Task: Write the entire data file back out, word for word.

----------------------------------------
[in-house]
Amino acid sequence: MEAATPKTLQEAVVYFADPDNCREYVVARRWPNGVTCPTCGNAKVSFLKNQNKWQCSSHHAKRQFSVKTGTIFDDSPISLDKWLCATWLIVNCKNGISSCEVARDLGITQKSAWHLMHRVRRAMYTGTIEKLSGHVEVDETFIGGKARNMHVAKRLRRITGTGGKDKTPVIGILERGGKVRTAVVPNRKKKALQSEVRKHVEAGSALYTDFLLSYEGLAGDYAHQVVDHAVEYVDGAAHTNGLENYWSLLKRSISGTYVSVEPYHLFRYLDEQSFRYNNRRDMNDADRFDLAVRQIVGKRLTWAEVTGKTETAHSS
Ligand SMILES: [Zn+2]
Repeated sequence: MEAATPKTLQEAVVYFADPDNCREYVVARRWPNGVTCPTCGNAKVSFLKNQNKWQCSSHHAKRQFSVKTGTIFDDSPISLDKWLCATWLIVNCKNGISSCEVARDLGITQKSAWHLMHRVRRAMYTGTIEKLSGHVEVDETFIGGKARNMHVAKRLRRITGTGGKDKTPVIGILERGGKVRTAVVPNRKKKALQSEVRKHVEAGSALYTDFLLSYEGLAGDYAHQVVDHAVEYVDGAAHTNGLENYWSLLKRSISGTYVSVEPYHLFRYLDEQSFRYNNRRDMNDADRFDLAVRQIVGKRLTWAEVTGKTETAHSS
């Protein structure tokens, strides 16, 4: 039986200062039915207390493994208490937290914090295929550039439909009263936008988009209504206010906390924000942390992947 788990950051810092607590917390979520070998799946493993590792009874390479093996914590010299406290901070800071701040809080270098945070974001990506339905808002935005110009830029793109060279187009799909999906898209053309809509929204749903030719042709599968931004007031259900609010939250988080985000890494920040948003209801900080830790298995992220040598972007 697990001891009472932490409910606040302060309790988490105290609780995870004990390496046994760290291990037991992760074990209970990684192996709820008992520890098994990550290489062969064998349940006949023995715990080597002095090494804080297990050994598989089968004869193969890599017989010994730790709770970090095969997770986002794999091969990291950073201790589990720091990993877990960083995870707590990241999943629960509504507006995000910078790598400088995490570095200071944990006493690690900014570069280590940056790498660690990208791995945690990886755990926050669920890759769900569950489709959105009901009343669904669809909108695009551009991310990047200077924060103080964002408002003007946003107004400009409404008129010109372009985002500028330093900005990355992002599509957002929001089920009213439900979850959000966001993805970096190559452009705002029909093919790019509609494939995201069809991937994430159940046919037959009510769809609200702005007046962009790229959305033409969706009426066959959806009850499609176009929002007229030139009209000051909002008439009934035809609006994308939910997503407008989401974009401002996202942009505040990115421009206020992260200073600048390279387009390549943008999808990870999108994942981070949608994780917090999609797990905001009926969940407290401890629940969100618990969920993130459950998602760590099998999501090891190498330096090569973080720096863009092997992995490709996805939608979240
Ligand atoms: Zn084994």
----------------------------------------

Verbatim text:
[in-house]
Amino acid sequence: MEAATPKTLQEAVVYFADPDNCREYVVARRWPNGVTCPTCGNAKVSFLKNQNKWQCSSHHAKRQFSVKTGTIFDDSPISLDKWLCATWLIVNCKNGISSCEVARDLGITQKSAWHLMHRVRRAMYTGTIEKLSGHVEVDETFIGGKARNMHVAKRLRRITGTGGKDKTPVIGILERGGKVRTAVVPNRKKKALQSEVRKHVEAGSALYTDFLLSYEGLAGDYAHQVVDHAVEYVDGAAHTNGLENYWSLLKRSISGTYVSVEPYHLFRYLDEQSFRYNNRRDMNDADRFDLAVRQIVGKRLTWAEVTGKTETAHSS
Ligand SMILES: [Zn+2]
Repeated sequence: MEAATPKTLQEAVVYFADPDNCREYVVARRWPNGVTCPTCGNAKVSFLKNQNKWQCSSHHAKRQFSVKTGTIFDDSPISLDKWLCATWLIVNCKNGISSCEVARDLGITQKSAWHLMHRVRRAMYTGTIEKLSGHVEVDETFIGGKARNMHVAKRLRRITGTGGKDKTPVIGILERGGKVRTAVVPNRKKKALQSEVRKHVEAGSALYTDFLLSYEGLAGDYAHQVVDHAVEYVDGAAHTNGLENYWSLLKRSISGTYVSVEPYHLFRYLDEQSFRYNNRRDMNDADRFDLAVRQIVGKRLTWAEVTGKTETAHSS
């Protein structure tokens, strides 16, 4: 039986200062039915207390493994208490937290914090295929550039439909009263936008988009209504206010906390924000942390992947 788990950051810092607590917390979520070998799946493993590792009874390479093996914590010299406290901070800071701040809080270098945070974001990506339905808002935005110009830029793109060279187009799909999906898209053309809509929204749903030719042709599968931004007031259900609010939250988080985000890494920040948003209801900080830790298995992220040598972007 697990001891009472932490409910606040302060309790988490105290609780995870004990390496046994760290291990037991992760074990209970990684192996709820008992520890098994990550290489062969064998349940006949023995715990080597002095090494804080297990050994598989089968004869193969890599017989010994730790709770970090095969997770986002794999091969990291950073201790589990720091990993877990960083995870707590990241999943629960509504507006995000910078790598400088995490570095200071944990006493690690900014570069280590940056790498660690990208791995945690990886755990926050669920890759769900569950489709959105009901009343669904669809909108695009551009991310990047200077924060103080964002408002003007946003107004400009409404008129010109372009985002500028330093900005990355992002599509957002929001089920009213439900979850959000966001993805970096190559452009705002029909093919790019509609494939995201069809991937994430159940046919037959009510769809609200702005007046962009790229959305033409969706009426066959959806009850499609176009929002007229030139009209000051909002008439009934035809609006994308939910997503407008989401974009401002996202942009505040990115421009206020992260200073600048390279387009390549943008999808990870999108994942981070949608994780917090999609797990905001009926969940407290401890629940969100618990969920993130459950998602760590099998999501090891190498330096090569973080720096863009092997992995490709996805939608979240
Ligand atoms: Zn084994």